Bringing Design Thinking To Your Sales Cycle

Bringing Design Thinking To Your Sales Cycle image design thinking sales1 300x204Bringing Design Thinking To Your Sales Cycle

What problem does your business solve?  Unless you have a good handle on the problem you are solving, your marketing and sales efforts will be misdirected.  Too often business jumps to conclusions regarding the problem to be solved far too quickly and often without reference to the end customer at all.

Tim Brown, (CEO IDEO) defines design thinking as“a human-centered approach to innovation that draws from the designer’s toolkit to integrate the needs of people, the possibilities of technology, and the requirements for business success.  The design thinking process is best thought of as a system of overlapping spaces rather than a sequence of orderly steps. There are three spaces to keep in mind: inspiration, ideation, and implementation.”

How can it inform the sales cycle?

Inspiration

Lost from the front end of many businesses sales process is a deep understanding of the human we are seeking to partner with and the challenges that they face.  We jump too quickly to conclusions regarding the ‘problem’ they are facing and come up with a solution they do not feel they need.

A ‘design thinking’ approach opens up the funnel of ideas, requires us to step back and challenge some of the established ways we think, to challenge the ‘frames’ we have adopted and take a fresh look at the variety of problems an organisation may be facing.  Genuine recognition of the problem faced will open the door to a conversation around potential solutions.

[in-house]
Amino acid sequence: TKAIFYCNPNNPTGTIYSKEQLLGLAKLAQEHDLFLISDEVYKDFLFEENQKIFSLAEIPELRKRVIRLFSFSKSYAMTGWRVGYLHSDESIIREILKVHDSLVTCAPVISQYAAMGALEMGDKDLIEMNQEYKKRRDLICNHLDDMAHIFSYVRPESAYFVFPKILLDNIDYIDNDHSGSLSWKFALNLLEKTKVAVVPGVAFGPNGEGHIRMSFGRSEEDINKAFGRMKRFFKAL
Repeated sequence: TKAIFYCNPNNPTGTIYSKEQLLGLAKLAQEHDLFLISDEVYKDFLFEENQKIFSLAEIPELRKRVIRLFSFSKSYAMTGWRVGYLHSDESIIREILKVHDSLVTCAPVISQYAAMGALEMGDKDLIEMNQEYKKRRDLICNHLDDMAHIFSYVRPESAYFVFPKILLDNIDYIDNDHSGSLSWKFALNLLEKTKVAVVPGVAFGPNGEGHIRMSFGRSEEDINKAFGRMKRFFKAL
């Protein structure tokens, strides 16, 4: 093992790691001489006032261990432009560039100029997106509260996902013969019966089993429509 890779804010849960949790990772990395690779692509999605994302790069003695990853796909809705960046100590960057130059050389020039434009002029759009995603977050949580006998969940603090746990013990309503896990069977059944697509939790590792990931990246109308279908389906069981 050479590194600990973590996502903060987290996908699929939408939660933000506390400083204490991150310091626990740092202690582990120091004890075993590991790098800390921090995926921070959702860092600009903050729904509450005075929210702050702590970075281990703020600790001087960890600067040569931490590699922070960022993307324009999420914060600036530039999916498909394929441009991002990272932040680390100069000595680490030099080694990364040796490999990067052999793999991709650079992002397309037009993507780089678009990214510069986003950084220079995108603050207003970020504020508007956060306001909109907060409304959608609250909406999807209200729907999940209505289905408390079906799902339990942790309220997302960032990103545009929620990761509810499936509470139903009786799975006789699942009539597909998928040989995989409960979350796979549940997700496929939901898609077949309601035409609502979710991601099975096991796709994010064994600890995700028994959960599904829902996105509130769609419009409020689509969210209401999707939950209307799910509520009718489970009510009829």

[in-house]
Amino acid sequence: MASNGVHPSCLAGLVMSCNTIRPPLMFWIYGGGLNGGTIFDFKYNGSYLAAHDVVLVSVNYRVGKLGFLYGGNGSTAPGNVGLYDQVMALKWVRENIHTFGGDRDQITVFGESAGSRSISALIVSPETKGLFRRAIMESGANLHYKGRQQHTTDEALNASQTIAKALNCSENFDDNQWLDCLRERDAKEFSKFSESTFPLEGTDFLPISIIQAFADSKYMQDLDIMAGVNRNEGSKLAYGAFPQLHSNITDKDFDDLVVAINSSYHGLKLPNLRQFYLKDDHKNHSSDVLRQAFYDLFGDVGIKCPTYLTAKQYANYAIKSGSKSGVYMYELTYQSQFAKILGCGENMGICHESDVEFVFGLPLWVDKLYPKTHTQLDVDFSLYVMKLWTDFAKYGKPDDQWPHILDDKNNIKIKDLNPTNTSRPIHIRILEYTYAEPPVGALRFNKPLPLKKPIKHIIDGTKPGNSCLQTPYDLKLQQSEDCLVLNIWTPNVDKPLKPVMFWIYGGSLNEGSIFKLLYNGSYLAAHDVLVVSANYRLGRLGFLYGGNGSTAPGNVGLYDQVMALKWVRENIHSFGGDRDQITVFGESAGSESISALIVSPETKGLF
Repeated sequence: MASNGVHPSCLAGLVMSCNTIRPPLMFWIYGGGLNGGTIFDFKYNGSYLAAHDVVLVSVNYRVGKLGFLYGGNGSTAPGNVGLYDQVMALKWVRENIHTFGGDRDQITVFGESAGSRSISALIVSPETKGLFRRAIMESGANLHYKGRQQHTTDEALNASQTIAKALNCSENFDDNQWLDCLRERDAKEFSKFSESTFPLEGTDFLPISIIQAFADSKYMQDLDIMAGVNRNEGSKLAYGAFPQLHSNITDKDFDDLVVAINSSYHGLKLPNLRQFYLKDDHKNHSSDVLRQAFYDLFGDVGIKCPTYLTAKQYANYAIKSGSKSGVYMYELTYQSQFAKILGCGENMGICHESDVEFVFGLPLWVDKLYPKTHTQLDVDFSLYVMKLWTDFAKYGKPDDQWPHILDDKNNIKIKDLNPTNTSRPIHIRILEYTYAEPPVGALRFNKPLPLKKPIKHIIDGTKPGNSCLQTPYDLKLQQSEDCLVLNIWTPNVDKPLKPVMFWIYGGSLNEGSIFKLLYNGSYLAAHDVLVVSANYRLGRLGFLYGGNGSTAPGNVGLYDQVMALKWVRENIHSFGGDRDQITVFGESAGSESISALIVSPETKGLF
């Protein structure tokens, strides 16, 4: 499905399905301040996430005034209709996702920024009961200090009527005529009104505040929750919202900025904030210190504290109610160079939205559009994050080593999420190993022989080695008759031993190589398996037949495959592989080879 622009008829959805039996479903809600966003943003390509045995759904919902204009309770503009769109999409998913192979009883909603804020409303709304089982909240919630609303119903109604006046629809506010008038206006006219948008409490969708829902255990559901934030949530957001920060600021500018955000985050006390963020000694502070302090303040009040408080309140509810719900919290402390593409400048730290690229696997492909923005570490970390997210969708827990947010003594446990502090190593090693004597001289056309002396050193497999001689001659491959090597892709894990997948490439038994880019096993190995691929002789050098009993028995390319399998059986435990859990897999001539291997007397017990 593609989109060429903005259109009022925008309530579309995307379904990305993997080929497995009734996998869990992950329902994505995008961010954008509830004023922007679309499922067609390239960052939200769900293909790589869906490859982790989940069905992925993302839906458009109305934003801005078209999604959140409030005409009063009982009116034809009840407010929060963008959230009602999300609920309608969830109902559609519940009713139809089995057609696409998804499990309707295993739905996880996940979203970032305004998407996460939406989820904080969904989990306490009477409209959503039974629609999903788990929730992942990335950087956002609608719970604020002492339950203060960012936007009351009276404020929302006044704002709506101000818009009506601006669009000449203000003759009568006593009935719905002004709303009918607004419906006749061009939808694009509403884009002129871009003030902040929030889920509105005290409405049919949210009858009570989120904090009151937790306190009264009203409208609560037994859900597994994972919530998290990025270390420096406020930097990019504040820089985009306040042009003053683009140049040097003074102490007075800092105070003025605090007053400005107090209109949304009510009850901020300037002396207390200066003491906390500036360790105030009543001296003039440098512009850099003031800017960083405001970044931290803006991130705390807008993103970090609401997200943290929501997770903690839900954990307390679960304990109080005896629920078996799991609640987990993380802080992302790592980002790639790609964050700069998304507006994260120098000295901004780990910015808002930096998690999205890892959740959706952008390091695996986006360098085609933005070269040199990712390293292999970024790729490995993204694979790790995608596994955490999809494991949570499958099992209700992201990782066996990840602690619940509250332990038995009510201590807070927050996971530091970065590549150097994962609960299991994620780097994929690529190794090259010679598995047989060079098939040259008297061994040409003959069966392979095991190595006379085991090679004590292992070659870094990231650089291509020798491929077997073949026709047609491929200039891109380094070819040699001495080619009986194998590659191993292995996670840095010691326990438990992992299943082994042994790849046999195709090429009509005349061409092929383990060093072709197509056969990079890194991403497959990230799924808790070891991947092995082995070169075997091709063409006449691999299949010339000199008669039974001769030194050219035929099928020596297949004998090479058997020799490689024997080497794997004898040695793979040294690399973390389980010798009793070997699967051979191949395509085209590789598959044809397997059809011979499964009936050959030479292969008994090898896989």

In recognizing the range of potential problems your organisations solves, you can then use this data to better identify the customer group where these problems are most prolific and refine the segment of the market you are going to sell to.  A wider definition of the problems your business solves may also open up customer segments never considered.

Ideation

With a problem recognised we can start to imagine the different solutions that can be put in place.  Roger Martin in his book ‘The Design of Business’ points out that organisations must balance predictable or “reliable” production with “validity,” experimentation that leads to new ideas and commercial success.’

Predicable production will see sales people meeting the clients need with the product your company has in the shape it currently is and always has been.  However, using your sales people as genuine partners in the R&D process and your clients as collaborators in your quest to genuinely meet their needs will give birth to innovation.

The ideas created will need to be narrowed, however, great organisations will have a way of capturing the odd wacky one, the idea that provides the next iteration of your current product and the one that is fresh and achievable in the not too distant future.   In this way the illusive concept (for many organisations) of innovation can start to become an ingrained part of culture.

Implementation

At implementation we make the solution a reality for the customer.   The sale was not complete in the customer’s eyes when the contract was signed.  The right resources must be committed to ensuring that all that was identified at the inspiration stage as the pain and the solution ultimately agreed on at the ideation stage to solve that pain are carried through to completion.

Get it right and that client will continue to be a source of innovative new products for your business and an advocate for what you do.

Design Thinking provides us with an opportunity to take a fresh look at how we sell.  It may redefine your whole sales process or simply tweak one area.  At the least it challenges us to consider more carefully the humans involved in what we do and how we can better meet their needs.

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